If Seattle is going to add 20,000 units of affordable housing like Mayor Ed Murray wants, Capitol Hill-based Bellwether Housing stands poised to be an important part of the process.
Back in 1980, a group of businessmen decided to do something about housing affordability. They founded a nonprofit called the Seattle Housing Resources Group, which over time has transformed into Bellwether Housing.
Of course, 1980 was a different era. Interest rates were around 20%. Housing prices were in the early part of a six-year drop, according to the folks at Seattle Bubble. The Boeing bust had hit, and the Microsoft boom hadn’t yet started. In that same story Seattle Bubble notes the median home price in King County in 1979 was a little more than $192,000 (in 2007 dollars). Today, it’s more than $500,000 (in 2015 dollars).
But despite what would be considered relatively cheap housing today, Bellwether’s founders decided they needed to act.
“They recognized at that time that having affordable housing downtown was important to downtown,” said Doug Daley, executive director of Bellwether. “That perspective hasn’t changed much today.” The group has grown into major provider of affordable housing in Seattle, and shares its expertise by consulting with groups in other parts of the state working on similar issues.
Recognize these buildings? They’re all part of the Bellwether system.
Since its founding, the nonprofit has built 1,903 units of affordable housing which it also manages, ranging from single-room occupancy to three-bedroom townhouses. Bellwether operate 30 properties, six of which are on Capitol Hill and five on First Hill. The bulk of the rest are in downtown and Belltown with a few in Rainier Valley, and a pair north of the cut in Wallingford and North Green Lake. They have 3,200 residents, of whom 600 are children and 500 are senior citizens. One new project is on the way in the U-District.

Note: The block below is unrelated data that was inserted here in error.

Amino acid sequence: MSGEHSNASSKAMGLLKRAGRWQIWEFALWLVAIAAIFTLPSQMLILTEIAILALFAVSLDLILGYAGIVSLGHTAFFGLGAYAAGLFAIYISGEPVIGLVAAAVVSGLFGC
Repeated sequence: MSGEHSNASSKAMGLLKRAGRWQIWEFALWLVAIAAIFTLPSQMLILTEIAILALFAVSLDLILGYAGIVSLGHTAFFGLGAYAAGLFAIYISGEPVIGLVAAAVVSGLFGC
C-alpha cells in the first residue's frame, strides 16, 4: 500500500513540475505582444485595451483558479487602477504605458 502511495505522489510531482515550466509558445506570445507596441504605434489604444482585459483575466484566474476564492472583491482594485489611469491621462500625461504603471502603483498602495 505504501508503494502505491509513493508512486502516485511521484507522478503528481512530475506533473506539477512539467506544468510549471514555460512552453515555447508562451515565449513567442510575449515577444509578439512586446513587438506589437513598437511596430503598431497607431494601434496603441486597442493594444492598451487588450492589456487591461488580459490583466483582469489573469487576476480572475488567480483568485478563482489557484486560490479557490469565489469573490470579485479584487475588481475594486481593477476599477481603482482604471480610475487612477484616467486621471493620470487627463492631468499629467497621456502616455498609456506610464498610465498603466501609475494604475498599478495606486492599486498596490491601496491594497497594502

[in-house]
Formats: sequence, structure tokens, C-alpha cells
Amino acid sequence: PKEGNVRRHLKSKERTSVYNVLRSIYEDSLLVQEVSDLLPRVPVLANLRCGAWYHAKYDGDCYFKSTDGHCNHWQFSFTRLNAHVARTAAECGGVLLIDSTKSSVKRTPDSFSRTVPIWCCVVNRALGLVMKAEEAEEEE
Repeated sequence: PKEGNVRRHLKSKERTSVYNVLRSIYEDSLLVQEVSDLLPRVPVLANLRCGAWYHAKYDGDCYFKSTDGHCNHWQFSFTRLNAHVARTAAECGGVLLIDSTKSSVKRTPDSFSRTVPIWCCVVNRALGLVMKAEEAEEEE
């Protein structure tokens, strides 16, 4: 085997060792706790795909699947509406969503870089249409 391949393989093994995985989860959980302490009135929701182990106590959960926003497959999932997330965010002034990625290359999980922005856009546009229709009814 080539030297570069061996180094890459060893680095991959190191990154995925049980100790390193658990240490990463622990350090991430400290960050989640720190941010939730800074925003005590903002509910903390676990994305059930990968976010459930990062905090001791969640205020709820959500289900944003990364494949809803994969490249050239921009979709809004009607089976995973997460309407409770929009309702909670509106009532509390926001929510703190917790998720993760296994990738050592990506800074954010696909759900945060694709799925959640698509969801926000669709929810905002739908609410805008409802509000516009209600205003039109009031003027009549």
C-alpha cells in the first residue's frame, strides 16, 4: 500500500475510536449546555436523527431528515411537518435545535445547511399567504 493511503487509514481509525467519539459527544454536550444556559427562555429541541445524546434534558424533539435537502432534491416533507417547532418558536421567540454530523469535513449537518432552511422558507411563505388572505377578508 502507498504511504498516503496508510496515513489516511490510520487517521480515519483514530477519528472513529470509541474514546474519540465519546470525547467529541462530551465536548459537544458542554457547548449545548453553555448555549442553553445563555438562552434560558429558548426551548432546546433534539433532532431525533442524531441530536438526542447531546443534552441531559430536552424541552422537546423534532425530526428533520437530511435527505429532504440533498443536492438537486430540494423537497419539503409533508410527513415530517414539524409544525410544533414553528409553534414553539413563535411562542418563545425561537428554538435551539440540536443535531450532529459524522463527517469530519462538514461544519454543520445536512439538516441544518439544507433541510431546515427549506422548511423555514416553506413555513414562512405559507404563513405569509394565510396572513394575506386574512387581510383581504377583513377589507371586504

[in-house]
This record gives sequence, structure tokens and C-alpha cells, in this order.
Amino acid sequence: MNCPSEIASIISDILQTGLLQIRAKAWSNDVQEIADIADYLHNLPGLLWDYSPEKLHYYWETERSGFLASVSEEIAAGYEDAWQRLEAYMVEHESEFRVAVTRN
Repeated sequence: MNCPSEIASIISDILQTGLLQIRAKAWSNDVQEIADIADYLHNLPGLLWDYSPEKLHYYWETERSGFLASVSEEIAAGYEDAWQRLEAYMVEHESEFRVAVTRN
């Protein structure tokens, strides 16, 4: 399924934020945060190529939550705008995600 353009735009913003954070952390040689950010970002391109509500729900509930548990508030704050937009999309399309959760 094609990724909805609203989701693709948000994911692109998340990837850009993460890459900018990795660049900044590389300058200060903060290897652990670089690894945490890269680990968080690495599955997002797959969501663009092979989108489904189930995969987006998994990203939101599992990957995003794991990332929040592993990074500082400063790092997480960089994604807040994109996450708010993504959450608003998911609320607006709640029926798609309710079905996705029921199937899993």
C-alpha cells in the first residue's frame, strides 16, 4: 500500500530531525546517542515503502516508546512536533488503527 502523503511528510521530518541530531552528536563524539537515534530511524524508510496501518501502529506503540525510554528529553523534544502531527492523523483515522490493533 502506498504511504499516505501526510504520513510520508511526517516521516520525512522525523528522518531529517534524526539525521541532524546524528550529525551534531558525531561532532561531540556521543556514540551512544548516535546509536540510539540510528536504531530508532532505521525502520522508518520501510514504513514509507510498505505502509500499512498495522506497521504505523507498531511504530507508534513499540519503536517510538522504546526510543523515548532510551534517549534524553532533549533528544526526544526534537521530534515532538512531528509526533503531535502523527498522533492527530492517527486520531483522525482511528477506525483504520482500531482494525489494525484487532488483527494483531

Each of the properties has different standards for income level, but generally they are available to people making from 30%-80% of the area median income. For a family of two, that would be a cap of between $21,504 and $57,344.
Demand for the units matches supply. Across Bellwether’s properties, there is a 98% occupancy rate. The nonprofit manages four buildings which get subsidies from the federal government. The waiting list for a spot in those buildings is two to three years.
In 2013, the group merged with Common Ground. Daley chalks that up, at least in part, to the funding decreases social services groups had seen in the wake of the Great Recession. Bellwether gets most of their funding from grants from the city, county and state.
“We rely on public funding for a lot of our equity,” Daley said.
Some of that equity is being put to use here just off the Hill. Bellwether has just begun planning on a $10 million renovation of the Cambridge Apartments at 903 Union St. Daley said when they renovate, the nonprofit works with residents to ensure they aren’t displaced during the construction.
Besides housing, Bellwether also works to connect people with social services. Sometimes, Daley said, it can be as simple as finding a speaker of another language a translator to help them fill out a form. Other times, it can be connecting people with medical, dental or other health services groups with which Bellwether works.
“We find it’s a more effective way to do it,” Daley said.
For more information on Bellwether or to see if you qualify for one of their apartments, visit their website.